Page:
Chris Hedges did.
The Pulitzer Prize-winning journalist, author, and tech-pessimist, recently gave a lecture at the University of Mississippi about the decline of newspapers. Which, in his view, inevitably leads to the death of journalism, literacy, and even democracy. You can read or watch the lecture on the University’s blog.
Talk about a slippery slope. Yes, the medium, business model, and definition of “news” is changing rapidly, but I fail to see how this signals the journalistic apocalypse.
Some of his views seem to be based on misconceptions about the internet. Here are a few:
“No internet site will ever bring in the kind of revenue that allows a large newspaper to field a newsroom staff”
I don’t understand why this is an impossibility in his mind.
“The internet is not configured for reading, and like television, it shapes and can distort news content.”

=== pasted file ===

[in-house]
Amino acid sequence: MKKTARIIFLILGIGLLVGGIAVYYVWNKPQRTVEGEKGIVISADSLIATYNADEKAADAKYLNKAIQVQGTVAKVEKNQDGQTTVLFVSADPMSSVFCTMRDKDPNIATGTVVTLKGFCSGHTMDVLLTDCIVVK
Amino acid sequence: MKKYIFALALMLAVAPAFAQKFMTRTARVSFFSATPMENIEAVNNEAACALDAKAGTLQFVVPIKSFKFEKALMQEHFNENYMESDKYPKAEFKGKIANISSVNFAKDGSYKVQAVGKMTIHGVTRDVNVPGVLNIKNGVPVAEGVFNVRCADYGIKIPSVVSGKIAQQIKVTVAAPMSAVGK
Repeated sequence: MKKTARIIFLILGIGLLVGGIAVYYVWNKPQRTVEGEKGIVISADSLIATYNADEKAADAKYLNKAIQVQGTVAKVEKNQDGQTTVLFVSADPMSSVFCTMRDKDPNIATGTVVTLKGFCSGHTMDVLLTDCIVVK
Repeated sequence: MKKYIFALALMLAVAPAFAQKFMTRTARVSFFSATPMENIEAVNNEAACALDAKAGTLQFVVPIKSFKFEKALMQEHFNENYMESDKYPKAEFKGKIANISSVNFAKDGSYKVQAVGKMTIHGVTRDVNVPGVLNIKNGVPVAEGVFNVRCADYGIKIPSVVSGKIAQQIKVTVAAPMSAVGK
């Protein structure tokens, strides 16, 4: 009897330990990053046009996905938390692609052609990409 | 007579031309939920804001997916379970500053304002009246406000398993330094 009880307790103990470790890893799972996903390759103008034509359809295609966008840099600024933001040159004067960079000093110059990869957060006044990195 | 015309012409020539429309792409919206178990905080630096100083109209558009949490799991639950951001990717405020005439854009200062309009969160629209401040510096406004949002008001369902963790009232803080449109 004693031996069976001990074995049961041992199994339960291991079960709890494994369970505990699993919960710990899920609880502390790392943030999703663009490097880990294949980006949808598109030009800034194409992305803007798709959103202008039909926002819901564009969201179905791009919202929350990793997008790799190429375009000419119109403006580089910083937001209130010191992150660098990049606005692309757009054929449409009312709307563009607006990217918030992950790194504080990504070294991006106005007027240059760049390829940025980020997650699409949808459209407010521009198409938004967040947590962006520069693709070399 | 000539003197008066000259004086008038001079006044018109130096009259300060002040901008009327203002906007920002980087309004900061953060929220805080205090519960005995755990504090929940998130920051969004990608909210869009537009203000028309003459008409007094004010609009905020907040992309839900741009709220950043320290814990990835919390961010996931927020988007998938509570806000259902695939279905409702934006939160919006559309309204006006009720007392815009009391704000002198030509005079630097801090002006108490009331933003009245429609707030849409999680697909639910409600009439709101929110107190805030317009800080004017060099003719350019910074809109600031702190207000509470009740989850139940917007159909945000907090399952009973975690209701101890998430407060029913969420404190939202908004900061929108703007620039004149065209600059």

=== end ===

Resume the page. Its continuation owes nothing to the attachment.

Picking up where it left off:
The last time I checked, the web was a pretty good format for reading, and as for distorting news, print media could never do that, right?
“Bloggers, unlike most established reporters, rarely admit errors. They cannot get fired. Facts, for many bloggers, are interchangeable with opinions.”
Seriously? Stereotyping bloggers like this is not only insulting to bloggers and blog readers, but shows a serious lack of faith in people’s ability to distinguish quality content for themselves.
Here’s what I think. Instead of reaching for the panic button, newspapers need to evaluate WHY they’re failing and use their resources to focus on SOLUTIONS. If newspapers don’t, someone else will. High quality journalists will end up working for whoever figures out how to monazite high quality journalism in the new-media age, simple as that. Educated people will always demand quality news.
That said, I think what Hedges is really expressing is a deeper lack of faith in our ability to teach future generations to recognize and value high quality journalism in a world where information is free and opinion runs wild. That aspect is a bit more troubling, but if we are smart, we’ll continue to invest in education and avoid the slide into Idiocracy.